For newcomers

At the bottom of each post there is the word "comments". If you click on it you will see comments made by followers, and if you follow the instructions you may also comment and I always welcome that. I have found many people overlook this part of the blog which is often more interesting than the original post!

My blog nick-name is SIR HUGH. I'm not from the aristocracy - my middle name is Hugh which relates to the list of 282 hills in Scotland compiled by Sir Hugh Munro in 1891. I climbed my last one (Sgurr Mor) on 28th June 2009

****************************

Thursday, 11 April 2019

Two Wainwrights


Wednesday 10th April 2019

Sour Howes - NY 427 032 - 483m
Ssllows      -     NY 436 040 - 516m


Another impromptu decision today. As I munch breakfast toast and am informed we will  be subjected to months more of Brexit I switch to Memory Map.  There is a circle of paths on the elevated western flanks of Kentmere, part of which I have not walked before. That sounds like a worthwhile pursuit before hearing more of Brexit with Tom Bradby on ITV News at Ten.

Another day of cloudless blue sky saw me ascending the long minor road north of Ings on the A591. Because of rapid height gain views unfolded in quick succession. As the road levelled out tarmac gave way to a typical Lake District track flanked by winding drystone walls. and wide ranging views of distant fells. A farmer came past on a quad bike with sheep and lambs in a trailer. Further on he was liberating the sheep with their lambs into a field.  Sheep and lambs are taken to these green pastures as soon as the lambs have had a few days to establish themselves in the real world. It must be odd for the first ones, but then becoming more companionable as others arrive . We had a chat about the uncertainties of Brexit - he said the price of sheep at the auction was holding up well at the moment. I mentioned Pete and me frequenting Café Ambio at the livestock auctions which I have posted about several times here - he said "It's not really a farmer's café.'"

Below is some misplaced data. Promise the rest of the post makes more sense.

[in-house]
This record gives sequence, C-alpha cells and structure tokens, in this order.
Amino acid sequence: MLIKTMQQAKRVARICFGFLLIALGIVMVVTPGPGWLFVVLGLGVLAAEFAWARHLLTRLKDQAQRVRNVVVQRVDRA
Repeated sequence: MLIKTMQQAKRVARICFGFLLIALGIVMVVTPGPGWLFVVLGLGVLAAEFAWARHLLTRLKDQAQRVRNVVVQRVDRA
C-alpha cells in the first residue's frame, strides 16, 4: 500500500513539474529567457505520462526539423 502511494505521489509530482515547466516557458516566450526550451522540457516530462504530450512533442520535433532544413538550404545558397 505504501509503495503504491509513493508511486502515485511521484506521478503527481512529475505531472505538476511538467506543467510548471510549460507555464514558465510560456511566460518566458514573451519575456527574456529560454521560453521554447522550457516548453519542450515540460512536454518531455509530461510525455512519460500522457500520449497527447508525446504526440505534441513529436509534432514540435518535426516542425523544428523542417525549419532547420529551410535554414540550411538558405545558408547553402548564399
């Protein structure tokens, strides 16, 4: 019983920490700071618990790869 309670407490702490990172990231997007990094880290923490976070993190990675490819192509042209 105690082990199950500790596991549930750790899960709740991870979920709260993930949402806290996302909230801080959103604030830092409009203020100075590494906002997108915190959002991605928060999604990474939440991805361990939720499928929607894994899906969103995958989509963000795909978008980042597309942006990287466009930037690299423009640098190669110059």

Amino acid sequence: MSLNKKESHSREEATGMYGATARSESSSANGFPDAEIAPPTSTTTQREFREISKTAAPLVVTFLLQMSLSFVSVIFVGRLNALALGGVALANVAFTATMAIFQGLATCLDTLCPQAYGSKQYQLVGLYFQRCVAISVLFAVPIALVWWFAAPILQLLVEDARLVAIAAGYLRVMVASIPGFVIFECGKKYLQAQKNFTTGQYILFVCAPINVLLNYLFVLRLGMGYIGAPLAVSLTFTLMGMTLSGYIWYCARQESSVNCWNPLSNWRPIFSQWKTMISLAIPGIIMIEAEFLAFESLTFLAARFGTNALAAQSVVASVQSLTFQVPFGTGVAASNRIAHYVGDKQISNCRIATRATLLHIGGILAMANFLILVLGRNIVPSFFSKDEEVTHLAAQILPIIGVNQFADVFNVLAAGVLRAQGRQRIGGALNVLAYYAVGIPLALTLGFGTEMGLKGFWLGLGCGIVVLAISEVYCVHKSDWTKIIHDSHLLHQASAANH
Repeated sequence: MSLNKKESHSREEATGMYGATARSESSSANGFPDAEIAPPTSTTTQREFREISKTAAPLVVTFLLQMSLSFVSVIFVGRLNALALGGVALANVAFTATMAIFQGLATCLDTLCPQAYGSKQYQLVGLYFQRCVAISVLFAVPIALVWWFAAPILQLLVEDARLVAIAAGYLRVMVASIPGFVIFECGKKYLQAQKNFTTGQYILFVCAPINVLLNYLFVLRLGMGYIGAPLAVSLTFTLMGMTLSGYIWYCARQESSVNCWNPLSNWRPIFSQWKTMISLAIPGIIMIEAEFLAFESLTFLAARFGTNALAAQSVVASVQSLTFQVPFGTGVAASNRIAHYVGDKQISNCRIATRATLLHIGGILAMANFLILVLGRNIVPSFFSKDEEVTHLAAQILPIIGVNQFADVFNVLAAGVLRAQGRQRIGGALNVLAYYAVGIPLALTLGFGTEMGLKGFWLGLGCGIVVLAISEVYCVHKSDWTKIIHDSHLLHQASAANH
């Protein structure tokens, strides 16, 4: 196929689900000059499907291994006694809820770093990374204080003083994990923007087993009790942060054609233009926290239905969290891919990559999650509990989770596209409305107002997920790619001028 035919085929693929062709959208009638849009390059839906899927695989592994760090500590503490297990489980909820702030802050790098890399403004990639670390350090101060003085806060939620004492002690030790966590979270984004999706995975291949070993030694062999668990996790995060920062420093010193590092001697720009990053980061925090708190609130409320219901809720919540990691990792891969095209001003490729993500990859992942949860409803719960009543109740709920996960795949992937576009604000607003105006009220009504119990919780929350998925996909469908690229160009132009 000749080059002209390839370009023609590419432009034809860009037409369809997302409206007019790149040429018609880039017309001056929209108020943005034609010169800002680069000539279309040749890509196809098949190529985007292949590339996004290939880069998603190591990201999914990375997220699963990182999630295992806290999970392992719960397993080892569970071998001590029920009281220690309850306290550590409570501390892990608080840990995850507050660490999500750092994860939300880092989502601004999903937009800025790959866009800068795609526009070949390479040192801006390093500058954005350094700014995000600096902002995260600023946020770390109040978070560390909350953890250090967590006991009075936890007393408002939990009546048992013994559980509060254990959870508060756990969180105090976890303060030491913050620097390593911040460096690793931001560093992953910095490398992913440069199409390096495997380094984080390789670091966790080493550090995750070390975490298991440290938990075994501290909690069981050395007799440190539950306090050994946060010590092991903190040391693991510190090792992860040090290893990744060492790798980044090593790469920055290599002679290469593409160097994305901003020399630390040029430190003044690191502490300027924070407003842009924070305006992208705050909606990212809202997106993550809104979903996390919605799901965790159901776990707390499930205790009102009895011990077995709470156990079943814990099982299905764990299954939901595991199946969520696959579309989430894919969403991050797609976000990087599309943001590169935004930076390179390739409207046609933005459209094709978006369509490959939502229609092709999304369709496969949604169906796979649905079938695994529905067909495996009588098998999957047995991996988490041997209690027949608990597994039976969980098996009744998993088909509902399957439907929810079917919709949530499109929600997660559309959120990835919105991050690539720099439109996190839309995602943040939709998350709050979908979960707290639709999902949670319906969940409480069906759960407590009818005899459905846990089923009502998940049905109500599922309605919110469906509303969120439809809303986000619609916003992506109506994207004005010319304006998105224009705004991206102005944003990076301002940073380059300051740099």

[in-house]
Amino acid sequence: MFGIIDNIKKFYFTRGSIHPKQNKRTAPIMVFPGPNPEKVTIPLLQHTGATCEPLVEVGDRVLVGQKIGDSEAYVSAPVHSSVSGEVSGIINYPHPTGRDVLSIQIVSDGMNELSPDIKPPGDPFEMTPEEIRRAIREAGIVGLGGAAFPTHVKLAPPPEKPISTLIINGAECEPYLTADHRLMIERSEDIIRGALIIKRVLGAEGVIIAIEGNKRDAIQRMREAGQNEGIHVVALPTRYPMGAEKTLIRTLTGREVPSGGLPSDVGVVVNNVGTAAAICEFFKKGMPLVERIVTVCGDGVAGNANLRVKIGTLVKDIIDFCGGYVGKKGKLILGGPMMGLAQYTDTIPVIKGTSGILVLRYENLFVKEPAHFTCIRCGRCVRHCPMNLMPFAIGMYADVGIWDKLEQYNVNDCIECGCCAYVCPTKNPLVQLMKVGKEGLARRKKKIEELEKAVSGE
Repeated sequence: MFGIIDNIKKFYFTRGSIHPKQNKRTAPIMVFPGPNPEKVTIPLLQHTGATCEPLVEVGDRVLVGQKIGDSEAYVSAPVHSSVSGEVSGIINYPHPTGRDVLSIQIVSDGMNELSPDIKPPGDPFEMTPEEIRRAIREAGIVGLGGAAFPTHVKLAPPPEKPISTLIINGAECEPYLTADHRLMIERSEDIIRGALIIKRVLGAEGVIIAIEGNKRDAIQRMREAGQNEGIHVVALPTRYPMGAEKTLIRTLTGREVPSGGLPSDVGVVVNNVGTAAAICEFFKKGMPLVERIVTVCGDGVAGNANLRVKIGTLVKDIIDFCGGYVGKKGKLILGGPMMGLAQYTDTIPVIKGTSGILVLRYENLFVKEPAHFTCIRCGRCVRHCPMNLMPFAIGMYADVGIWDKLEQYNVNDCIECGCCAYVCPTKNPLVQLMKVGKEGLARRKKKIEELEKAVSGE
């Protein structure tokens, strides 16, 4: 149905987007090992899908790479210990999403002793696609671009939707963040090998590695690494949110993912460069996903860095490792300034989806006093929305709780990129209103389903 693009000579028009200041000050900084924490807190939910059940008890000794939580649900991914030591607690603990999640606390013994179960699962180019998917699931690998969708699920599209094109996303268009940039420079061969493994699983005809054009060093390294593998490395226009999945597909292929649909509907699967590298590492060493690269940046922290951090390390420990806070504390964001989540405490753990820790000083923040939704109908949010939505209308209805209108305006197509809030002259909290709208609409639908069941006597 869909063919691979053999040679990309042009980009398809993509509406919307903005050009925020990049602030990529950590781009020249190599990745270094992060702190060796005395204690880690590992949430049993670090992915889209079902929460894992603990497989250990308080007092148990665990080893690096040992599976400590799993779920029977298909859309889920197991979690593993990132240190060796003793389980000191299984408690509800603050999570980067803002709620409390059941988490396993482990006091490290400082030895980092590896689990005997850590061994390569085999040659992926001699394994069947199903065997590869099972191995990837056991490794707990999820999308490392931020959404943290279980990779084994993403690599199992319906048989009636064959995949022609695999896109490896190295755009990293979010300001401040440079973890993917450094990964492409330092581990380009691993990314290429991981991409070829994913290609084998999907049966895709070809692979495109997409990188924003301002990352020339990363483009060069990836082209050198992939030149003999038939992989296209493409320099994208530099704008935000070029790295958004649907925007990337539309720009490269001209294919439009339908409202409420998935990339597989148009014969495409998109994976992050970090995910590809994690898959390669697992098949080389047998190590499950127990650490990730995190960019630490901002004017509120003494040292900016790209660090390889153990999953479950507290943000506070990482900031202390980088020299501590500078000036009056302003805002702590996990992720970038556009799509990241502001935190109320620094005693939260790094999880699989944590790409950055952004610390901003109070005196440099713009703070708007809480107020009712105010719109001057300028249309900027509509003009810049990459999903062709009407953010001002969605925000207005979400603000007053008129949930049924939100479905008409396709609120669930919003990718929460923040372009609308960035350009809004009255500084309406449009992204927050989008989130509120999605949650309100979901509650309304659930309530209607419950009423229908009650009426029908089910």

As I progressed into the higher uncultivated land above Kentmere I realised there were two beckoning hills forming a horseshoe which could be incorporated in my route My penchant for impromptu decisions was triggered. Off I trogged across initially pathless terrain to ascend Sour Howes. There is no path marked on the map but I found one after a while, and also access points at a couple of boundary walls. The Summit was much further back than I expected, but I have not felt so fit for a long time, and by my standards powered up there in good fashion. There was a grand view looking south down the length of Windermere and  a pleasing ambience of peace and quiet - not a soul to be seen.

 It was so good to be on proper hills again.

The footpath over the col to Sallows was more defined. I soon arrived to find myself looking back across to Sour Howes.

My knees seemed to be coping better than usual  especially on the descent where I had to cross wild terrain to pick up the continuation of the paths that were the original plan for this walk. That was a most enjoyable ten mile round.

Only five minutes up the steep road - too early for a rest

Off the tarmac and onto Lake District track

The farmer on his way again after putting his sheep and lambs into the field

Views of distant hills

My two Wainwrights - Sour Howes left and Sallows right. They look flattened. Summits were further back than seen here

Sour Howes - that pointy bit is nowhere near the summit

Looking south down Windermere from Sour Howes summit

Back across to Sour Howes from Sallows summit

Proper wild daffodils - smaller, but more attractive in my opinion than the cultivated varieties


2 comments:

Kendal grufties said...

Passes across the bridleway where we met just over a year ago! Not importuned by cyclists this time demanding all the details of your knee operation?

Sir Hugh said...

Kendal grufties - I would have welcomed another meeting as you well know. There were one or two people about but not on the tops.